"Oh, the little guy
that's always around,
he got hit by a car."
And when I walked up,
I recognized his,
I knew his first name,
I never knew his last name.
- I remember it was very early
in the morning,
I got the call
that we had a fatality.
It was a pedestrian
versus a vehicle.
And they told me it was,
you know, Richard,
and I said, "Which Richard?"
And they said,
"The little Vietnam vet."
And right there,
I almost, you know,
I dropped my phone because,
you know, I knew him.
This is the first time
where I conducted
an investigation where I
actually knew the victim.
- We started
reviewing surveillance video
to determine what kind
of car may have struck him,
and we were starting
to compare the debris
that we had found,
we initially felt
it was probably
someone that was DUI
or impaired from some of them.
- According to the
official police report,
the subject, Miss Sokolov,
is an employee
of the Miami Dade Police
Department and was working
at that time as a stenographer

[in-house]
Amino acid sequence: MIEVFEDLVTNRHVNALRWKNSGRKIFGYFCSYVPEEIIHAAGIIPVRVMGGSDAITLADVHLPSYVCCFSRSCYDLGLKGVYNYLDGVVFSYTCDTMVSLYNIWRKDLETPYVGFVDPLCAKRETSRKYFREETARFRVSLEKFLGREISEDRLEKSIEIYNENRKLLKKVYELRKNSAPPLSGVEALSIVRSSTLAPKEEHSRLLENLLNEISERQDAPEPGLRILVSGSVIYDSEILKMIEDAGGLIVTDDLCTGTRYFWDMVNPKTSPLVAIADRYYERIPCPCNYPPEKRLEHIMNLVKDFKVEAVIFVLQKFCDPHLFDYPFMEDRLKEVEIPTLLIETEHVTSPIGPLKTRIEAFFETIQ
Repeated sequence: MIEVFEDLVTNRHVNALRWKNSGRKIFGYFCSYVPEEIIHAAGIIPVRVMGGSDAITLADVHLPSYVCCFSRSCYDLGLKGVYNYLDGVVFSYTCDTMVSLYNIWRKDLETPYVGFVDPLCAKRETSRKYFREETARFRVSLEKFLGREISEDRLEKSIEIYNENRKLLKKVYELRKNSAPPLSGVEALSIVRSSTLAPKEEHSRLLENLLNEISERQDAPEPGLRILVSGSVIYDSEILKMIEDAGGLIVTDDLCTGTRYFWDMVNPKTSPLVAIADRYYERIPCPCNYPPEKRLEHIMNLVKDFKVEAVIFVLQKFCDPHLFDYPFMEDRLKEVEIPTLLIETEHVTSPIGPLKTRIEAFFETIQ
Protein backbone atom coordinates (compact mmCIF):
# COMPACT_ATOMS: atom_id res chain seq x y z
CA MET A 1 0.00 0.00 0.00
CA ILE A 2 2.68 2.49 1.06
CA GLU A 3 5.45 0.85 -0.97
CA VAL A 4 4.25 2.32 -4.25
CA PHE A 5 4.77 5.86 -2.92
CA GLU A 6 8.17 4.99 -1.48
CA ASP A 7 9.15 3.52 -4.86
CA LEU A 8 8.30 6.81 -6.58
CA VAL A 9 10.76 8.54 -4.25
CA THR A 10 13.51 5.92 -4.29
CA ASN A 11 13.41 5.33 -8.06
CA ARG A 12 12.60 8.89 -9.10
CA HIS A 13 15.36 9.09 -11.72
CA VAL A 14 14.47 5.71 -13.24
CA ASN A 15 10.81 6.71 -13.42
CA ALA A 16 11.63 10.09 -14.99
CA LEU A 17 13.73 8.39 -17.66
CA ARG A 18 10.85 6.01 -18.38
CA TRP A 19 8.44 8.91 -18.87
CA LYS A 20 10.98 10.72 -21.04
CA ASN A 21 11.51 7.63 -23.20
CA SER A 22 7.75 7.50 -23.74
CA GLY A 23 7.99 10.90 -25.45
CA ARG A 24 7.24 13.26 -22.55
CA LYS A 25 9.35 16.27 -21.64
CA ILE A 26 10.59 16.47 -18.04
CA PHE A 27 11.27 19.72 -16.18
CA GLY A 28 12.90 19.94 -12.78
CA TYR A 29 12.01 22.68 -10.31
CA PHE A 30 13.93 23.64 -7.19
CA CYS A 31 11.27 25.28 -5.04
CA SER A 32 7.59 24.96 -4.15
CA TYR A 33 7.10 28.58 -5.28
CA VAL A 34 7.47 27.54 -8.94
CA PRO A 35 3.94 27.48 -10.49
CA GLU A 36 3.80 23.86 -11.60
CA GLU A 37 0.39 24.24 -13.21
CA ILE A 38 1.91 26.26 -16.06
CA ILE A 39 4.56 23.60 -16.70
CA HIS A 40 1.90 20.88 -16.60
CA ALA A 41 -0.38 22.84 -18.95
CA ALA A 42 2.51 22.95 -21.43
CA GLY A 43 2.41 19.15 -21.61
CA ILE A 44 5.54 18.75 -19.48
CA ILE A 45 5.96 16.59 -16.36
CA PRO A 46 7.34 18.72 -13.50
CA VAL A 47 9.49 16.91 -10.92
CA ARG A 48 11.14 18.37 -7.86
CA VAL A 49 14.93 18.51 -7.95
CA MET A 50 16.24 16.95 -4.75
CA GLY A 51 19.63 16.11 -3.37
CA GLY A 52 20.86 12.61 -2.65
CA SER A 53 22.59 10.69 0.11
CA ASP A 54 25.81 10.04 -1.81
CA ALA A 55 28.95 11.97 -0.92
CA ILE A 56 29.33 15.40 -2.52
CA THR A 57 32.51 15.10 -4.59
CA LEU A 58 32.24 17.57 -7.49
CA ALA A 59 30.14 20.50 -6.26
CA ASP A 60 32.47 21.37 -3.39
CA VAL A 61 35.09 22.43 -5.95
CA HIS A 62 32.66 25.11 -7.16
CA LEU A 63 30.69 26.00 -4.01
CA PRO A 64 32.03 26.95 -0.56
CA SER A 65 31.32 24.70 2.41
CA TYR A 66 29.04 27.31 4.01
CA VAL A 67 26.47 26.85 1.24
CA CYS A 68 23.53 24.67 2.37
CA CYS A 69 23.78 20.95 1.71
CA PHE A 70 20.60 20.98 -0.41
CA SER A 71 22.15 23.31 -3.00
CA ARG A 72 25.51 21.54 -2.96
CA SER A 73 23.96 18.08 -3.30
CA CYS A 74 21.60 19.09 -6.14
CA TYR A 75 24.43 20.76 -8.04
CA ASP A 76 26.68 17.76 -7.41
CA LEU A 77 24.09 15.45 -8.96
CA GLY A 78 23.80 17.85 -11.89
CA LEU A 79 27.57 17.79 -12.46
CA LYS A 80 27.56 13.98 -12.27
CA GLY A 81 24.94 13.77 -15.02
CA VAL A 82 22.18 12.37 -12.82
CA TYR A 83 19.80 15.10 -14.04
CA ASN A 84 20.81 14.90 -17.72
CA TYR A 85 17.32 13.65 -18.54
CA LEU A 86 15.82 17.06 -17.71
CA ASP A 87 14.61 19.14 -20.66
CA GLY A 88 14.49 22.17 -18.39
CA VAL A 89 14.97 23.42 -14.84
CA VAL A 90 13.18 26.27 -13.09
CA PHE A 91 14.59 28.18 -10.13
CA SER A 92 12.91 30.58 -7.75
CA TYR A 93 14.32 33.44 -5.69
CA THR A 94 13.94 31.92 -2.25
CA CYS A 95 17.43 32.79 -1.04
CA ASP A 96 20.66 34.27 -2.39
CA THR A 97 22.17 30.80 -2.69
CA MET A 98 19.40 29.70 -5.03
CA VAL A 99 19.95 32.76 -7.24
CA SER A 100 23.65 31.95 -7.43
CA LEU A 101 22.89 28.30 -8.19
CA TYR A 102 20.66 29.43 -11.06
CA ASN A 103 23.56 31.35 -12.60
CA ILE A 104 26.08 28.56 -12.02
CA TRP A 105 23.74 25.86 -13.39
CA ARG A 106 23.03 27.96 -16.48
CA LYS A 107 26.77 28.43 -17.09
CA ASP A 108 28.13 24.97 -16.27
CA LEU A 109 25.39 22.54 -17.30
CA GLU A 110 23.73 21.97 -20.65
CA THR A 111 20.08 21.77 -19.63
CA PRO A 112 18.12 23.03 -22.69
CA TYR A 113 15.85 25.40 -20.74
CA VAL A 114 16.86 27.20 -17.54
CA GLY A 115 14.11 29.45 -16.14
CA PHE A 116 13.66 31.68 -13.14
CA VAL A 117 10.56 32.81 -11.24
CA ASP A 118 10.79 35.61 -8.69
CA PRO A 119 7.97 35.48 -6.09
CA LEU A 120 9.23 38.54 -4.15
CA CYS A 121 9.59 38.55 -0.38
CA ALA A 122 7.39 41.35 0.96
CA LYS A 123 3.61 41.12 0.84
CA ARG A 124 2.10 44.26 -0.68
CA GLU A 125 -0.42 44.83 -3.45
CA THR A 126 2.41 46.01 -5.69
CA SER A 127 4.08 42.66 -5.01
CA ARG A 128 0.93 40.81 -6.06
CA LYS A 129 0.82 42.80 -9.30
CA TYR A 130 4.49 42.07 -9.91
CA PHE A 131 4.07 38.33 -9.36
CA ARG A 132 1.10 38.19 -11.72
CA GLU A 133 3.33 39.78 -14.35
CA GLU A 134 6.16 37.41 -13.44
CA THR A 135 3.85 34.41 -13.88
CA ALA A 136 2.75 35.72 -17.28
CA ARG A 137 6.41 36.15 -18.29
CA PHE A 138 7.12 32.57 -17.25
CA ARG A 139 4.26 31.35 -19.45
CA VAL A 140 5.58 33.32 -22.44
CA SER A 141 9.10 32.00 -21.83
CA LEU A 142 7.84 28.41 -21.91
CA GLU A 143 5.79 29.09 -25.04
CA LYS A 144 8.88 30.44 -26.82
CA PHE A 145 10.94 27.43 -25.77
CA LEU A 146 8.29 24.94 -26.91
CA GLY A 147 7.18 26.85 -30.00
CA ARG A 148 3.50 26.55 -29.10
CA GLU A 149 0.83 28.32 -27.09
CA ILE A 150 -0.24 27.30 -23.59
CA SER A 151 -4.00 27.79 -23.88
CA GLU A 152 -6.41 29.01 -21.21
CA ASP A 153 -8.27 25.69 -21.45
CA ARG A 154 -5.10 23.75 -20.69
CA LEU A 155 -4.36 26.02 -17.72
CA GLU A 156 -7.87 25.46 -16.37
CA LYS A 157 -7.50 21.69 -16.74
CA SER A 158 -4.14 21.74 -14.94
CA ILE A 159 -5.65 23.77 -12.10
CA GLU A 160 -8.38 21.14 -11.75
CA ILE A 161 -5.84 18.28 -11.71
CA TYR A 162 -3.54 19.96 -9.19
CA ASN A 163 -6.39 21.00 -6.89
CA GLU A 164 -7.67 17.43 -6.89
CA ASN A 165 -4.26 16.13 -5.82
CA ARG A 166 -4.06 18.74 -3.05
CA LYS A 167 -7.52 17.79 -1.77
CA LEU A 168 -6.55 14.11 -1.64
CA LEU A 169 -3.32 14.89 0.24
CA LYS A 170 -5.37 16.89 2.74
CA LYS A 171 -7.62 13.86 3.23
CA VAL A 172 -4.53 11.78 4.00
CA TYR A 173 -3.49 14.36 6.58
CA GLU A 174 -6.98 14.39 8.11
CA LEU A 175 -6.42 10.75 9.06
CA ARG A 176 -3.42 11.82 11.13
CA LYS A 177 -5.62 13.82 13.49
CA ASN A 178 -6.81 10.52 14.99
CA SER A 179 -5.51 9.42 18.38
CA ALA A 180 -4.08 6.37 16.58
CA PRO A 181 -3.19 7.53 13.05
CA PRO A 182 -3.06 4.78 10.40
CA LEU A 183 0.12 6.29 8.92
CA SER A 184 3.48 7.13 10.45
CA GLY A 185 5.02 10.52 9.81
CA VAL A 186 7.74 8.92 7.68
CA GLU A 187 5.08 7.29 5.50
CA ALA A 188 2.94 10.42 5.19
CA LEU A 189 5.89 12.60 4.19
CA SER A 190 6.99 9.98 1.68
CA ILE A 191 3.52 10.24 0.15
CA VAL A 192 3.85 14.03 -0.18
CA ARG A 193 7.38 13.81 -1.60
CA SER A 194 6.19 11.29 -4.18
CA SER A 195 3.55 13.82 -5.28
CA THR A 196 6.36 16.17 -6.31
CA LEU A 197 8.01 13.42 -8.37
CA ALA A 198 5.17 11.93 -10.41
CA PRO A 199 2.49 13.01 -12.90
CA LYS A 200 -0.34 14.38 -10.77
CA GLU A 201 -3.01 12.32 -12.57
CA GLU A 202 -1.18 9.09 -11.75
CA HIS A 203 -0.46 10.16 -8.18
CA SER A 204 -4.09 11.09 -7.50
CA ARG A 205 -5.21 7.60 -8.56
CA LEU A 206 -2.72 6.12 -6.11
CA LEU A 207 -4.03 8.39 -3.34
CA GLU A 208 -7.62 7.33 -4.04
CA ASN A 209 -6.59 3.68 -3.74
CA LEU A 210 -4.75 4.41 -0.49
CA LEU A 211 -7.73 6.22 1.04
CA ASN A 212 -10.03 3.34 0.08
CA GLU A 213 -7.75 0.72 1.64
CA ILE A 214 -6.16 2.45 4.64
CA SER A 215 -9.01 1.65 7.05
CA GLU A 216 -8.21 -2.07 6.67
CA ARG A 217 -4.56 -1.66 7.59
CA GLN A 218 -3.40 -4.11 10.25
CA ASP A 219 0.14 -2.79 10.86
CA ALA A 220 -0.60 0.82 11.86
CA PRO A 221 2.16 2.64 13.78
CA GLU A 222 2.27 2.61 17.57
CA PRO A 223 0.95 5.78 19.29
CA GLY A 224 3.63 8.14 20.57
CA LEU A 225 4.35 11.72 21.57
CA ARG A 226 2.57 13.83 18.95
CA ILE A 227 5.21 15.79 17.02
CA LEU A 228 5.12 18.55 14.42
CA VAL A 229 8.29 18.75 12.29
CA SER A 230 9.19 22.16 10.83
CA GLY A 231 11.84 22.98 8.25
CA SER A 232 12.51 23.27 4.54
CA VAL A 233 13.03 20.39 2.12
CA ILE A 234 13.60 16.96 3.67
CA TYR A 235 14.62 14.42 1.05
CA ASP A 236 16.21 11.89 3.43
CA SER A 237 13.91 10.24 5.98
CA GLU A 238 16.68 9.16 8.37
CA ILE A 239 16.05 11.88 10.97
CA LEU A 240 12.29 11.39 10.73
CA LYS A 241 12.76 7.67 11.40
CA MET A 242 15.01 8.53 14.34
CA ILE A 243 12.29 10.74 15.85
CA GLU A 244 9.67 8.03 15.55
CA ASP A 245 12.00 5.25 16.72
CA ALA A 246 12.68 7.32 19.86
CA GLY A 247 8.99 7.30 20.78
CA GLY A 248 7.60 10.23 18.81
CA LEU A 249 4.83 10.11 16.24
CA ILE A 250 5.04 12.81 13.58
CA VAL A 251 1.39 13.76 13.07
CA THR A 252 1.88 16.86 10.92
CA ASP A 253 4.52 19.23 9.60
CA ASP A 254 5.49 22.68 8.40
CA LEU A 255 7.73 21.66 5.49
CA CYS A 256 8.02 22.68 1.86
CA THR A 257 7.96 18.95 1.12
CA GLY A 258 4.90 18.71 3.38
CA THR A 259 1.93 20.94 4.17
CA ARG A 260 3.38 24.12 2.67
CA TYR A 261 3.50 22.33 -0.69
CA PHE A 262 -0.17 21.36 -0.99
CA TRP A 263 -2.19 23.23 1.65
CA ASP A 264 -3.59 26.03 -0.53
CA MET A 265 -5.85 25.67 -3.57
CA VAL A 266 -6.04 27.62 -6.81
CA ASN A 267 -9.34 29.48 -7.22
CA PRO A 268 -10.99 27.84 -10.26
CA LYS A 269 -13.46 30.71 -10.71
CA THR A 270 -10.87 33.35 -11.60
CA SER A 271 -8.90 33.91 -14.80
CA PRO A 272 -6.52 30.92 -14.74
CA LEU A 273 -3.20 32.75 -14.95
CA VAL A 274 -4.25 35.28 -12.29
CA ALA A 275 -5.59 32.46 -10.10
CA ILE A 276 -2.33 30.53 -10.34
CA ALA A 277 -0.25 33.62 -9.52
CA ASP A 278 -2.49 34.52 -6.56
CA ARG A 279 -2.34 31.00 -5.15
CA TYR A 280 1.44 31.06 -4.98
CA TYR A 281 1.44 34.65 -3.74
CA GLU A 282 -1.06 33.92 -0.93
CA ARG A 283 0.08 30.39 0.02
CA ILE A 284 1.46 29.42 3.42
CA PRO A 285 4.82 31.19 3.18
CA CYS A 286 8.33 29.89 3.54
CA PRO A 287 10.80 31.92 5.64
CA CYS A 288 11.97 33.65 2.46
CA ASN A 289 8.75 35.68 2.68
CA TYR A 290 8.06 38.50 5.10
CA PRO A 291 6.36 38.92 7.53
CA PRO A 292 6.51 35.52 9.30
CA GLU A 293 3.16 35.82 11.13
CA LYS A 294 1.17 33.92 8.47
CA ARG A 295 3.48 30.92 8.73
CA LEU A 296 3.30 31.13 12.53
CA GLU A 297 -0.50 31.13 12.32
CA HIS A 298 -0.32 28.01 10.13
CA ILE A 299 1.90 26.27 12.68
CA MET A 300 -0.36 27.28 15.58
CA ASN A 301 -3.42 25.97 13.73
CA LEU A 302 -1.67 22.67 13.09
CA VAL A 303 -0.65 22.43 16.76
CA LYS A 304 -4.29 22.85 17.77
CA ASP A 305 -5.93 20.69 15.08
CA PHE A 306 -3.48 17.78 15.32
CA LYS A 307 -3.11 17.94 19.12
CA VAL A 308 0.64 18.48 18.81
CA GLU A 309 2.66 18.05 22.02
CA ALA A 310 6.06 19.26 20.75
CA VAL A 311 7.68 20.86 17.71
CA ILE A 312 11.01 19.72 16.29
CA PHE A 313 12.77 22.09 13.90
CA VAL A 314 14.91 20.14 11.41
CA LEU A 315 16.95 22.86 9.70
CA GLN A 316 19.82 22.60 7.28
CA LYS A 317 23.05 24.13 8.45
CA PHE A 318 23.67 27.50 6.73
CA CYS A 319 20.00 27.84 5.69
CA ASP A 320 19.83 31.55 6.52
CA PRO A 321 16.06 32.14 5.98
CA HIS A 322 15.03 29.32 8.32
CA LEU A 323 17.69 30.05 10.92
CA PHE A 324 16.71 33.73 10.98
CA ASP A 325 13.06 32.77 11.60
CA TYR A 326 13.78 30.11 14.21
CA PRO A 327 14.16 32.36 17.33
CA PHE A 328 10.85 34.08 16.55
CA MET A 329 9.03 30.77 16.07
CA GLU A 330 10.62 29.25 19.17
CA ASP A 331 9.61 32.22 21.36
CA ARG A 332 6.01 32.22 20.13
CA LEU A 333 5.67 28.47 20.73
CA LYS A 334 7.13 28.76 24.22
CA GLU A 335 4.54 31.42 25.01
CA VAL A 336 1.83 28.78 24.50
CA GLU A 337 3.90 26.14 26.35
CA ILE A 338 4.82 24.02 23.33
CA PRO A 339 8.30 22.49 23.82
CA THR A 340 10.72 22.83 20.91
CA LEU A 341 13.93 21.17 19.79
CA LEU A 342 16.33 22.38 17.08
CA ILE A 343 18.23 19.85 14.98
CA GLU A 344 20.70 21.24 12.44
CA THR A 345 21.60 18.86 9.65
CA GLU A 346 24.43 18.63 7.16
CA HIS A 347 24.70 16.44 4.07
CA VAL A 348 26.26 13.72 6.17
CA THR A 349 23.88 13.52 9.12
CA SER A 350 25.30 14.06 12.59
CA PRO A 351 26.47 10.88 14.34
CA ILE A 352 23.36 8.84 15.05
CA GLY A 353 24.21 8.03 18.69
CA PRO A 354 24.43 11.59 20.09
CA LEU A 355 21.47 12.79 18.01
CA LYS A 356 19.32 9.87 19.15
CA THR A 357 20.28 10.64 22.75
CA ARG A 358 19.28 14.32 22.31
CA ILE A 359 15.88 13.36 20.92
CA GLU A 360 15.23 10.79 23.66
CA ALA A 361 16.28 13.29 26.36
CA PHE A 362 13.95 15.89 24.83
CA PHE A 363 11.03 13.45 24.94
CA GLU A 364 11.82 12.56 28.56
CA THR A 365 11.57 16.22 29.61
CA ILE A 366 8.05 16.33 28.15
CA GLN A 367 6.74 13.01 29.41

for their homicide unit.
Miss Sokolov stated that
although she normally works
at the office 'til 11 PM,
that night she worked late
and left at approximately
11:50 PM.
After hitting Richard,
she then drives home,
several blocks away
and exits her car.
She paces up and back,
looking at the damage
on the exterior of the vehicle.
She then states that she decided
to walk back to the scene
that night to try to see if
she could locate what she hit.
About an hour later,
she returns home
and calls her insurance company.
- Thank you for calling
Kemper Specialty Claims,
this is Amber speaking,
how may I help you?
- Good evening, Amber,
my name is Leslie Sokolov.
And I was coming home
from work tonight
and something hit my car.
And I don't know what hit it,
but there's damage to my car.
- Have you
notified any authorities
at this point,
have you contacted police?
- No, I hadn't